Whatever the nature of one’s upbringing, no subject should ever be off the agenda’. However threatening or uncomfortable one may find oneself in discussing any topic of a highly personal nature, staying quiet about one’s real concerns should never be a serious consideration if the relationship is to be salvaged. If the couple do not discuss whatever is worrying them in an honest and sensitive manner, they are more likely to blurt it out during a future row, and at a time when they may be less concerned if or how much they hurt the other person’s feelings.
I usually found that the most threatening topics to discuss in all couple relationships were ‘sex’ and ‘money’, and ‘poor communication’.
There are still too many households where austerity rules supreme. In my youth, the husband was the breadwinner who brought home the wage, and his wife was the one who managed the weekly income and household expenditure. I will never forget my mother once telling my father on a short week when his wages had been reduced, that anyone can economically manage a household effectively if the wage earner brought more in than was going out, but not even the cleverest economist in the world could perform this function in reverse and maintain a healthy balance sheet. That view of my mothers contrasts greatly with Great Britain in the 1970s when whatever amount working-class husbands gave their wives for weekly household expenditure came with an expectation that their wives were capable of financial miracles; of feeding the 5000 with five loaves and five fish!
It has become so easy to fall into debt today, especially by families who start off on the breadline. A recent study showed that a third of the country owes between £5000 and £10,000 on credit cards and other indebted means (excluding mortgages), and it is estimated that at least one-third of the country is less than two paydays away from not being able to pay their mortgage or rent on the property they occupy. God only knows what financial chaos awaits millions of people who have lost their businesses and their jobs during the present pandemic virus of Covid-19?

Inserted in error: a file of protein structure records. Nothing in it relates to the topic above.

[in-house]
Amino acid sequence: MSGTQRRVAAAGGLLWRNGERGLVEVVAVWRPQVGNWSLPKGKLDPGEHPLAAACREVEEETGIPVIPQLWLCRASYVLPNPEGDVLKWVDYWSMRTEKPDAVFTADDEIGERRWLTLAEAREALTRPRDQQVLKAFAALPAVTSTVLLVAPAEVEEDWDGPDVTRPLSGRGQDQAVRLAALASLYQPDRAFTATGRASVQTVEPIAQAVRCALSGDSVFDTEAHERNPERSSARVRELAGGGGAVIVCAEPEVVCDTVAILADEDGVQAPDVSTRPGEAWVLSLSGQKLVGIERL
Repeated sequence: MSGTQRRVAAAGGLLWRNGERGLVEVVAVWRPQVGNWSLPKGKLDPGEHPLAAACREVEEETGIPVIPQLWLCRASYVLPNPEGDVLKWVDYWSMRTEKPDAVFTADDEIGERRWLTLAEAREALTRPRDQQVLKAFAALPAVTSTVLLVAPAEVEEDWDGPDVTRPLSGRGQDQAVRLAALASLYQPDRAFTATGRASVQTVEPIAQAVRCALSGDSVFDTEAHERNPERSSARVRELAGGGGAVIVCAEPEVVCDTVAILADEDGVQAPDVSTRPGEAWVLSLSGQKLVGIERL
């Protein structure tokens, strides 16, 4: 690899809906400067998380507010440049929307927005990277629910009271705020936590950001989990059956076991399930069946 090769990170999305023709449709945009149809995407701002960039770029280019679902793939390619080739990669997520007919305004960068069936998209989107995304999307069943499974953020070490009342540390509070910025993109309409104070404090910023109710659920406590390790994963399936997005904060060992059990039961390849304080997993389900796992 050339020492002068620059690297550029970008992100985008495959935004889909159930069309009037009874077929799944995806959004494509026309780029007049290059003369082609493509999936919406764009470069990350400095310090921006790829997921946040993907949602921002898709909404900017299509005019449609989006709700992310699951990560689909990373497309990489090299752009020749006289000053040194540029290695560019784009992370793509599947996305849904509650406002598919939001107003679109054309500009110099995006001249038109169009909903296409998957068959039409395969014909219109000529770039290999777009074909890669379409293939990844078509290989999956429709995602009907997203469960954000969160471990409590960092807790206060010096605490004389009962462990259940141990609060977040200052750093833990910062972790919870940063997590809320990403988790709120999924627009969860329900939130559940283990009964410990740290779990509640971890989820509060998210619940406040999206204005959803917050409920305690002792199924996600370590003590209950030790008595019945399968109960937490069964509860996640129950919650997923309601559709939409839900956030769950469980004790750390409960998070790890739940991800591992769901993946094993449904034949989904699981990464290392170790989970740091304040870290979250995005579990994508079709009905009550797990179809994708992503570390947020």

One of the main difficulties when one partner falls into heavy debt (whatever the reason), is that they invariably become more secretive in their problem behaviour, usually out of shame or to avoid rows and confrontations. They invariably won't own up to having a problem until it can no longer be denied to all and sundry.
Regarding any sexual problems between a couple, the most common problems I encountered included frequency (either too often or too rarely) and the nature/quality of love-making practices engaged in (unacceptable to one partner to produce pleasure and satisfaction). My 'Golden Rule’ was always that the only things which remain ‘on’ or ‘off’ limits in any relationship that stands a chance of working are those things that both parties 'agree to’.
In situations where a sexual relationship has virtually ceased between the couple, another advisable approach by the Tavistock Clinic practitioners was to introduce ‘the tree of forbidden fruit’ by forbidding the couple to have any sexual contact, between one session and the next session. The couple would be advised to talk to each other in bed, but not to engage in any other activity than talking. After a few weeks, the couple were then given permission to hold hands in bed, but only while they talked to each other. As soon as ten seconds of silence between them existed after they had stopped talking, they were instructed to instantly stop holding hands. A few months along the line of most marriage counselling sessions where both man and wife genuinely wanted things to work out right between them, communication between the parties had greatly improved. This was usually the period when the couple started to behave like romantic teenagers who had fallen madly in love for the first time and who found it virtually impossible to keep their lips, hands, and whatever else off each other! I cannot recall the number of times a smiling married couple told me that they found themselves breaking the rules and making love (partaking of the forbidden fruit). In fact, I will never forget one man who had understood the ‘forbidden fruit’ analogy smile as he told me that “It was way better than eating an apple, Mr. Forde!”
All of this was only relevant, however, in situations where both man and wife genuinely wanted their marriage to improve, and where they were prepared to enter into the marriage guidance process and weekly counselling sessions constructively and positively. Where neither or only one person was committed to genuinely seeking reconciliation, failure was inevitable.
Love and peace